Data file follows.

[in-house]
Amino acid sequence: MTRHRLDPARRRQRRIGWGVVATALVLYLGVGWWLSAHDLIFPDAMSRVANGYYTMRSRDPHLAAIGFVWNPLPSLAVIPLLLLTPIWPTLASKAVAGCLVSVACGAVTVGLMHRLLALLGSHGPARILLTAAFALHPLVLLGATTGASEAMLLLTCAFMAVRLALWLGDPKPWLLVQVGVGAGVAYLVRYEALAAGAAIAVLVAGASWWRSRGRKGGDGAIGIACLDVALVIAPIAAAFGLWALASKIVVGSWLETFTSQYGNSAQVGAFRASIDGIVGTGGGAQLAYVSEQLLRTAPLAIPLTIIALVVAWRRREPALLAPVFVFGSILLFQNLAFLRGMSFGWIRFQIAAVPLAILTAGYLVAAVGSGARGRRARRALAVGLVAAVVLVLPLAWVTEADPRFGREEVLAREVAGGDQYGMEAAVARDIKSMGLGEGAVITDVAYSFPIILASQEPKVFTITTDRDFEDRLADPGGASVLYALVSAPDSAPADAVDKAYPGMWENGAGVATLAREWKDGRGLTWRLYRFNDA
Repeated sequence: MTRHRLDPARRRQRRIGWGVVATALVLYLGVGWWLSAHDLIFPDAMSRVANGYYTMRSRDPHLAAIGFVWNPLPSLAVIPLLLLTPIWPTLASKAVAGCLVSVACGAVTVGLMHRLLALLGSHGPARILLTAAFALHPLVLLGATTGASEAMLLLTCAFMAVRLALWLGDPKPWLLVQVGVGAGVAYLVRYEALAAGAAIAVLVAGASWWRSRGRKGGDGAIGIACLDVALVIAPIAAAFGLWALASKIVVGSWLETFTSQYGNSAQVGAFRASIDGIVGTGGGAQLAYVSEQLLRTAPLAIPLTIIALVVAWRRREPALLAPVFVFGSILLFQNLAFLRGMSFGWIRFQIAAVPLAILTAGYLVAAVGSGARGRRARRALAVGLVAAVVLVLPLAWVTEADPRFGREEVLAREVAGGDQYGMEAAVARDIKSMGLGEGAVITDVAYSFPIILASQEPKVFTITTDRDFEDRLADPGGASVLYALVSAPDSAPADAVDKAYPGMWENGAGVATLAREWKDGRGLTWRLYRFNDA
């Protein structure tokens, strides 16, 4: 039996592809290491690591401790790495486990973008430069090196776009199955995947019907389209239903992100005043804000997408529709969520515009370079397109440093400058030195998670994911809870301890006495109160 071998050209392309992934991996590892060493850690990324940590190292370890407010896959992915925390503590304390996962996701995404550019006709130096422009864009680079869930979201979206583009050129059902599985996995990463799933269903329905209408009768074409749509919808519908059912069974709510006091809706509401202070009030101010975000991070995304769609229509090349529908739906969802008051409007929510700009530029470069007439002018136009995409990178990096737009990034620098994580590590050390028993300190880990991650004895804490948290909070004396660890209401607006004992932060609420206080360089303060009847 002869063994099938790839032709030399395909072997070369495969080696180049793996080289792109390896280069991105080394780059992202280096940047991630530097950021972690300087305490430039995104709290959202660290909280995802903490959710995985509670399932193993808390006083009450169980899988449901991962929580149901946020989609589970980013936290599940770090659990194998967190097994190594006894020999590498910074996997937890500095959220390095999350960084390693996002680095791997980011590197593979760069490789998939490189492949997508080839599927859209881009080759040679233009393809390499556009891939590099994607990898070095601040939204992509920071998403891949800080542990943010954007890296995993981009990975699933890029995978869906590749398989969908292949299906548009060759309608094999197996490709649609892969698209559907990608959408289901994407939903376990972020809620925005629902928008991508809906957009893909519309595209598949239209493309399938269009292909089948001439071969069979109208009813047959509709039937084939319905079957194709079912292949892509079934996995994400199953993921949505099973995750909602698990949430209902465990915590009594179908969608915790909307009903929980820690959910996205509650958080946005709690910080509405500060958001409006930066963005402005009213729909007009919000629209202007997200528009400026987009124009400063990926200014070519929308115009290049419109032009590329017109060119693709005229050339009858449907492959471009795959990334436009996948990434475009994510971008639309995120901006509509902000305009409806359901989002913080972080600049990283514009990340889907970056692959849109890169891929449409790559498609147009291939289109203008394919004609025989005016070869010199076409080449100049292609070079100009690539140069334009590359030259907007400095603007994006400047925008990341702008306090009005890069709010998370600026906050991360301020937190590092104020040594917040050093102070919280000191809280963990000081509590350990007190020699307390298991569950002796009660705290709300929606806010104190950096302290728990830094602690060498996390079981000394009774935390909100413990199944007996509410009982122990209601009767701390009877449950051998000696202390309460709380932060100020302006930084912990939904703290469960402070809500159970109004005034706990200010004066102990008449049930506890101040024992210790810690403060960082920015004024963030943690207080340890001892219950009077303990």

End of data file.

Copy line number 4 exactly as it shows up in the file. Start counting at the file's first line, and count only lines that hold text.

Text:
């Protein structure tokens, strides 16, 4: 039996592809290491690591401790790495486990973008430069090196776009199955995947019907389209239903992100005043804000997408529709969520515009370079397109440093400058030195998670994911809870301890006495109160 071998050209392309992934991996590892060493850690990324940590190292370890407010896959992915925390503590304390996962996701995404550019006709130096422009864009680079869930979201979206583009050129059902599985996995990463799933269903329905209408009768074409749509919808519908059912069974709510006091809706509401202070009030101010975000991070995304769609229509090349529908739906969802008051409007929510700009530029470069007439002018136009995409990178990096737009990034620098994580590590050390028993300190880990991650004895804490948290909070004396660890209401607006004992932060609420206080360089303060009847 002869063994099938790839032709030399395909072997070369495969080696180049793996080289792109390896280069991105080394780059992202280096940047991630530097950021972690300087305490430039995104709290959202660290909280995802903490959710995985509670399932193993808390006083009450169980899988449901991962929580149901946020989609589970980013936290599940770090659990194998967190097994190594006894020999590498910074996997937890500095959220390095999350960084390693996002680095791997980011590197593979760069490789998939490189492949997508080839599927859209881009080759040679233009393809390499556009891939590099994607990898070095601040939204992509920071998403891949800080542990943010954007890296995993981009990975699933890029995978869906590749398989969908292949299906548009060759309608094999197996490709649609892969698209559907990608959408289901994407939903376990972020809620925005629902928008991508809906957009893909519309595209598949239209493309399938269009292909089948001439071969069979109208009813047959509709039937084939319905079957194709079912292949892509079934996995994400199953993921949505099973995750909602698990949430209902465990915590009594179908969608915790909307009903929980820690959910996205509650958080946005709690910080509405500060958001409006930066963005402005009213729909007009919000629209202007997200528009400026987009124009400063990926200014070519929308115009290049419109032009590329017109060119693709005229050339009858449907492959471009795959990334436009996948990434475009994510971008639309995120901006509509902000305009409806359901989002913080972080600049990283514009990340889907970056692959849109890169891929449409790559498609147009291939289109203008394919004609025989005016070869010199076409080449100049292609070079100009690539140069334009590359030259907007400095603007994006400047925008990341702008306090009005890069709010998370600026906050991360301020937190590092104020040594917040050093102070919280000191809280963990000081509590350990007190020699307390298991569950002796009660705290709300929606806010104190950096302290728990830094602690060498996390079981000394009774935390909100413990199944007996509410009982122990209601009767701390009877449950051998000696202390309460709380932060100020302006930084912990939904703290469960402070809500159970109004005034706990200010004066102990008449049930506890101040024992210790810690403060960082920015004024963030943690207080340890001892219950009077303990």